University Park, Pa. --- Penn State researchers have identified how ozone, a major smog constituent, affects the microscopic breathing pores on plants' leaves, a process that may figure in the estimated $3 billion in agricultural losses caused by ozone air pollution in the U.S. each year.
Dr. Gro Torsethaugen, a postdoctoral researcher in Penn State's Environmental Resources Research Institute, says, "Although elevated ground levels of ozone resulting from traffic and other fossil fuel burning have long been associated with losses in agricultural yield, the precise cellular targets of ozone's action were essentially unknown. Our work has shown, for the first time, that, rather than causing the pores or stomates on a plant's leaves to close, as was generally assumed, ozone actually inhibits stomatal opening by directly affecting the 'guard cells' that control the opening."
Torsethaugen adds that knowing ozone's specific cellular targets may make it possible in the future to breed or to genetically engineer new plant varieties to improve productivity in geographic regions, such as California, with significant ozone exposure.
Torsethaugen and her co-authors Dr. Eva J. Pell, the Steimer professor of agricultural sciences, and Dr. Sarah M. Assmann, professor of biology, published their findings in a recent issue of the Proceedings of the National Academy of Sciences (PNAS).
Plants take in the carbon dioxide they need for photosynthesis through their stomates, Torsethaugen explains. They also release oxygen made in photosynthesis through the same pores. Ozone can also enter the plant through the stomates and can affect photosynthesis via that route. The Penn State experiments point to direct action on the guard cells as an additional path that ozone takes to decrease carbon dioxide assimilation and reduce plant productivity.
Torsethaugen conducted the experiments with fava bean plants, an important world food source and a species scientists favor for guard cell studies. Using various techniques, she examined the pores on the leaves of whole plants and portions of leaf surfaces and then studied the isolated guard cells.
In whole plants and the leaf surfaces, she found that ozone directly affects the stomatal opening.
Using isolated guard cells, she monitored the flow of potassium, in a positively charged or ion form, into and out of the cells.
"We monitored potassium because it is a major component in the osmotic process," she says. "If the potassium ion concentration is increased, water comes into the cell by osmosis and the guard cells surrounding the stomate swell. This swelling causes the pore to open."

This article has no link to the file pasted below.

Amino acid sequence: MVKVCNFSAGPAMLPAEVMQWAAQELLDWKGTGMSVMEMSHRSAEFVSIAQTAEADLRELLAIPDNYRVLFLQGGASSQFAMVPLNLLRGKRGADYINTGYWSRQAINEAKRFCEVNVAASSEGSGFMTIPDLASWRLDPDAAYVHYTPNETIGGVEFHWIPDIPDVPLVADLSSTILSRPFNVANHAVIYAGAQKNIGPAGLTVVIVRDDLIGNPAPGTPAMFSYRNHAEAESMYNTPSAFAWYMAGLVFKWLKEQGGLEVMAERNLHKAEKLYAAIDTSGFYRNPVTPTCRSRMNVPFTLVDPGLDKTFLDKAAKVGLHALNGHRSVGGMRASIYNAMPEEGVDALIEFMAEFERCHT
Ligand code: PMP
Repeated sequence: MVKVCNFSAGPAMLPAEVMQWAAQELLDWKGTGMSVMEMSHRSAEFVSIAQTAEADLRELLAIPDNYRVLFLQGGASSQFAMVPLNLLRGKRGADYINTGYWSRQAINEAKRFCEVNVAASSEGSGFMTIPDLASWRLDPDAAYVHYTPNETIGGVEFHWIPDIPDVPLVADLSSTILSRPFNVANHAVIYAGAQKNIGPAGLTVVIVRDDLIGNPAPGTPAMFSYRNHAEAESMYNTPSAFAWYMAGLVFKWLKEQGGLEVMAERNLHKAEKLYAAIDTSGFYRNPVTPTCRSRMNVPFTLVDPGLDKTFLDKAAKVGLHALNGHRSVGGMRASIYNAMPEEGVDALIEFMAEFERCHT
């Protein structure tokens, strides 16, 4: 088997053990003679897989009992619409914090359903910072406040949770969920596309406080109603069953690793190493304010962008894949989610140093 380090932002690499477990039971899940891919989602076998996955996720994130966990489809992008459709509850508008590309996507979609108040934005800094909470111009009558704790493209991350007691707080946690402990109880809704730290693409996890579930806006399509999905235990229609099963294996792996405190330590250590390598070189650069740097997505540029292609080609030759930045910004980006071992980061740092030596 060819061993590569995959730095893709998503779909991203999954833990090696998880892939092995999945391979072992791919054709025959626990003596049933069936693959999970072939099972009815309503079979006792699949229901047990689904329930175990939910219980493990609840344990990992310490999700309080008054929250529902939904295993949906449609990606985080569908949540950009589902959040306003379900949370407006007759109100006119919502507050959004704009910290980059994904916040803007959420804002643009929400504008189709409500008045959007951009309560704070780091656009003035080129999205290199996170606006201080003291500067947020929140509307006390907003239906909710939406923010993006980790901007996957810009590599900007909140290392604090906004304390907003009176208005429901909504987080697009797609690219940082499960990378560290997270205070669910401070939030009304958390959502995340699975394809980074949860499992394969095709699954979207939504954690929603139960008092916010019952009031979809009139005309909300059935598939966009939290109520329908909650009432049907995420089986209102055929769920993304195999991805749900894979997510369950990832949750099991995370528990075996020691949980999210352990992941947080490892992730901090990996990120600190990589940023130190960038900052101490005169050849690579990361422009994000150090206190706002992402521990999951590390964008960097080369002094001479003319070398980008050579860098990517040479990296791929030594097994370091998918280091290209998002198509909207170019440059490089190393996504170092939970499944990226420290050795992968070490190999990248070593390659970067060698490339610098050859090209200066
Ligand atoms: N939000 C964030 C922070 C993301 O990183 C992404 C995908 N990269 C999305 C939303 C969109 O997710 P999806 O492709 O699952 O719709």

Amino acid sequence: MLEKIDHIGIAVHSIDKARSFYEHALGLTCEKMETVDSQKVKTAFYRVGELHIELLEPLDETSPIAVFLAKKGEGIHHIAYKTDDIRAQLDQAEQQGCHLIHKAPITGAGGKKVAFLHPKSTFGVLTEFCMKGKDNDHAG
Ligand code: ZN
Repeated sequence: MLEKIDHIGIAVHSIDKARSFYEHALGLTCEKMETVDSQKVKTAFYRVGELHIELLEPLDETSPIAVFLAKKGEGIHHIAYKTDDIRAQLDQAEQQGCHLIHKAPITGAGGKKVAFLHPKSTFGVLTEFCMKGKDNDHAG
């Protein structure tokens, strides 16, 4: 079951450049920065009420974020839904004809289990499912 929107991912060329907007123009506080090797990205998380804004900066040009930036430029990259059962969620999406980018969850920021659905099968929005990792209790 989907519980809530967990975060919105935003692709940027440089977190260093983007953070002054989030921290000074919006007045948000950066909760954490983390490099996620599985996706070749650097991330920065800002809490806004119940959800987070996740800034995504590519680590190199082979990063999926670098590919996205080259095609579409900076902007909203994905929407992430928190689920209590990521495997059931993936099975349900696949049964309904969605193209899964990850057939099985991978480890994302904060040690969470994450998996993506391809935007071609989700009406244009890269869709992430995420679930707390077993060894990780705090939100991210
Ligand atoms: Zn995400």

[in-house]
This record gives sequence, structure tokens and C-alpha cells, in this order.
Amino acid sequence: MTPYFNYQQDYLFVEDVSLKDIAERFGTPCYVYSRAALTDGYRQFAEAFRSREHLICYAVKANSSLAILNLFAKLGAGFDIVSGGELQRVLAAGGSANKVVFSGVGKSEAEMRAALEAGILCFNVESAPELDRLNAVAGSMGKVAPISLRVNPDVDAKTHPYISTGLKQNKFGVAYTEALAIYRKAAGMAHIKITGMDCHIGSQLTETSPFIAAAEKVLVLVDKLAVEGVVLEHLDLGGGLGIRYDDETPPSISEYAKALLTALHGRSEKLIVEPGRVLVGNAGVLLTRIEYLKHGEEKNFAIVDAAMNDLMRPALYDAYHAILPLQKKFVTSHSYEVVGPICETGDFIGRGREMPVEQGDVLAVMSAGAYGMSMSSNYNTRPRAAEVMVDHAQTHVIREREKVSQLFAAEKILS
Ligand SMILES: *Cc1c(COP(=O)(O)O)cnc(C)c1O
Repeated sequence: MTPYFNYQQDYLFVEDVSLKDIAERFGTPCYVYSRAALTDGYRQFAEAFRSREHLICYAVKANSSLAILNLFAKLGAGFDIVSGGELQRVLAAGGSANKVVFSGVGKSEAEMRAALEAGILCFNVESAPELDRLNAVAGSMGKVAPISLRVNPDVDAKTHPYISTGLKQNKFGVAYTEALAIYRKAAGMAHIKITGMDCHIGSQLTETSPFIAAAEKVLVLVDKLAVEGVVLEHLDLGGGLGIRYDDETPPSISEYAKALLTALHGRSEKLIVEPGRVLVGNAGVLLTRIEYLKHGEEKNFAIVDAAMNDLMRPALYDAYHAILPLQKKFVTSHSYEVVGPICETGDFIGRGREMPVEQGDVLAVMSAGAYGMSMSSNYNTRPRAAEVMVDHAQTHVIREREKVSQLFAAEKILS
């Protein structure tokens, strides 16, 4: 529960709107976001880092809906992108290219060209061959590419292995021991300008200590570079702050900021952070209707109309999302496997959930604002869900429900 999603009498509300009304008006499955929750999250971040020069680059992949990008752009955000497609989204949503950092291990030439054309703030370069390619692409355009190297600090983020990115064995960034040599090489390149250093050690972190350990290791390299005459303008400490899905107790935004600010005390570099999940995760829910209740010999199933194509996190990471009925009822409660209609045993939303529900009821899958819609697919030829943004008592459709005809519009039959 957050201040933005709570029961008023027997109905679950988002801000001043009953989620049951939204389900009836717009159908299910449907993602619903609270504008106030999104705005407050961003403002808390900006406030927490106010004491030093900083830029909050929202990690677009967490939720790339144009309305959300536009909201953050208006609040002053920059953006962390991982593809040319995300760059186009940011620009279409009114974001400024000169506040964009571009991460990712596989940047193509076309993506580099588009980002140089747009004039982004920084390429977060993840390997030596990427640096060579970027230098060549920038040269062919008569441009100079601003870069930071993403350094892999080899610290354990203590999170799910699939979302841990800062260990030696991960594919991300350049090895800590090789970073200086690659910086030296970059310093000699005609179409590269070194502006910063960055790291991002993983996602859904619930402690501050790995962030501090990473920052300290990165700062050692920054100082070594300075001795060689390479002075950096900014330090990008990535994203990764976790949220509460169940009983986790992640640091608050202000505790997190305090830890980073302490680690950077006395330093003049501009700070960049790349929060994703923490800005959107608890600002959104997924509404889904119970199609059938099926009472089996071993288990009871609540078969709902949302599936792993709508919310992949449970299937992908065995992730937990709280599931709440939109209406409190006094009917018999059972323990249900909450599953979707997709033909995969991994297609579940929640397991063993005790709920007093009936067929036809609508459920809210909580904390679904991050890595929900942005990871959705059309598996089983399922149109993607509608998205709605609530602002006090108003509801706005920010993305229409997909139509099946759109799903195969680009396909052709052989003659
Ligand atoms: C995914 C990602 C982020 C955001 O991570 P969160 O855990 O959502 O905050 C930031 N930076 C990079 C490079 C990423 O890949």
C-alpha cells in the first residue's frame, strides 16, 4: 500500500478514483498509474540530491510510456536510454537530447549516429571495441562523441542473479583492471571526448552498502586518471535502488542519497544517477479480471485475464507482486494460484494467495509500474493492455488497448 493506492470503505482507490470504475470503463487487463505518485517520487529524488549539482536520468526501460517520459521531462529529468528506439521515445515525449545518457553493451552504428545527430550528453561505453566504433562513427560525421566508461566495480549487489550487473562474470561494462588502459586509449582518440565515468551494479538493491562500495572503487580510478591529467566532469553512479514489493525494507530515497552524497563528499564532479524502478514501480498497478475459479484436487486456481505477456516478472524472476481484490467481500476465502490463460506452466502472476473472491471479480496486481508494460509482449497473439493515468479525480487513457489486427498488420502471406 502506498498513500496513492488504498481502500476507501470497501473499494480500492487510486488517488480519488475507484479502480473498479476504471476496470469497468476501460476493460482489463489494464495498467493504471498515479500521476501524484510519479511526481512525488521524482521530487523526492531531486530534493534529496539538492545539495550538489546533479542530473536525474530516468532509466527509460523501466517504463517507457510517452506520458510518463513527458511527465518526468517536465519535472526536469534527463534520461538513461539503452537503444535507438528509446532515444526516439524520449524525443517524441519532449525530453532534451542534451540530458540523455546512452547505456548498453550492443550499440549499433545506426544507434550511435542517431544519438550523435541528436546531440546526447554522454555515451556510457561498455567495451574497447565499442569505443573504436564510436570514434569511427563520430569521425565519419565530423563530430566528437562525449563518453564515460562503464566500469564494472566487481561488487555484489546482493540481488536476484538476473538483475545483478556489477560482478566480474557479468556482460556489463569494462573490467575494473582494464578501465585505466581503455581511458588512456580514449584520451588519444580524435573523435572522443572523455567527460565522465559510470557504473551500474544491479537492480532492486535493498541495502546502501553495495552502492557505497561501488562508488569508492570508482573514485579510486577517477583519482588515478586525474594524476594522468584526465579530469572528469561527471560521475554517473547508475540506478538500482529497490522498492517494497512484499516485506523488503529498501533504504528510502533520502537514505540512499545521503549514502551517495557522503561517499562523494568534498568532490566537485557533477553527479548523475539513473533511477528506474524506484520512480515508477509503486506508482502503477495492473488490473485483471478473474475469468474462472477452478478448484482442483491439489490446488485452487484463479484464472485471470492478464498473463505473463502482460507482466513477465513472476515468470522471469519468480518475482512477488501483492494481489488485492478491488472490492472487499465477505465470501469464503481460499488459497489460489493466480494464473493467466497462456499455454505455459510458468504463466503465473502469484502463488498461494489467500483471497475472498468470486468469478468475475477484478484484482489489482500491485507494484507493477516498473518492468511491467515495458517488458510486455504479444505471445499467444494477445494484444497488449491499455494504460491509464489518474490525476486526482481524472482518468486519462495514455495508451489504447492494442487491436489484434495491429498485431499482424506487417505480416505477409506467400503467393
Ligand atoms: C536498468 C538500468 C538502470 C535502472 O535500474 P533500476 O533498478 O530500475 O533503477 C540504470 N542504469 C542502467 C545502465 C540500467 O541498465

Ozone exposure reduced the flow of potassium ions into the guard cells but did not affect the outward flow, indicating that ozone inhibits the opening of the pores.
In their PNAS paper, the authors note that their findings may have particular relevance during drought. They write, "Stomatal closure during a period of drought may be less readily reversed in ozone-exposed plants. This may be particularly relevant because the highest ozone concentrations are sometimes associated with times of drought."
In addition, they write "In major agricultural regions with high light environments and significant ozone exposure - e.g. the "South Coast Air Basin of California, which has the most extreme ozone levels in the U.S. - midday stomatal closure often occurs because of the low ambient humidity that results from the high light, high temperature conditions of midday. Because the generation of ozone in photochemical smog depends on high solar irradiation, ozone inhibition of stomatal opening could significantly retard stomatal reopening in the afternoon after this mid-day depression and consequently reduce crop yield."
Identification of the potassium ion channel as a target for ozone action opens the door to selectively breeding or genetically engineering less ozone sensitive plants to improve plant productivity in geographic regions with significant ozone expose.
However, the Penn State researchers also note that "Our identification of a specific ion channel as a target for ozone action may prompt comparable studies in mammalian system, leading to improved understanding of and treatment for the disease etiologies exacerbated by ozone. "
The research was supported in part by a grant from the Binational Agricultural Research and Development/U.S. Department of Agriculture. The Department of Biology, University of Oslo, Norway, where Torsethaugen earned her doctorate, provided additional support.
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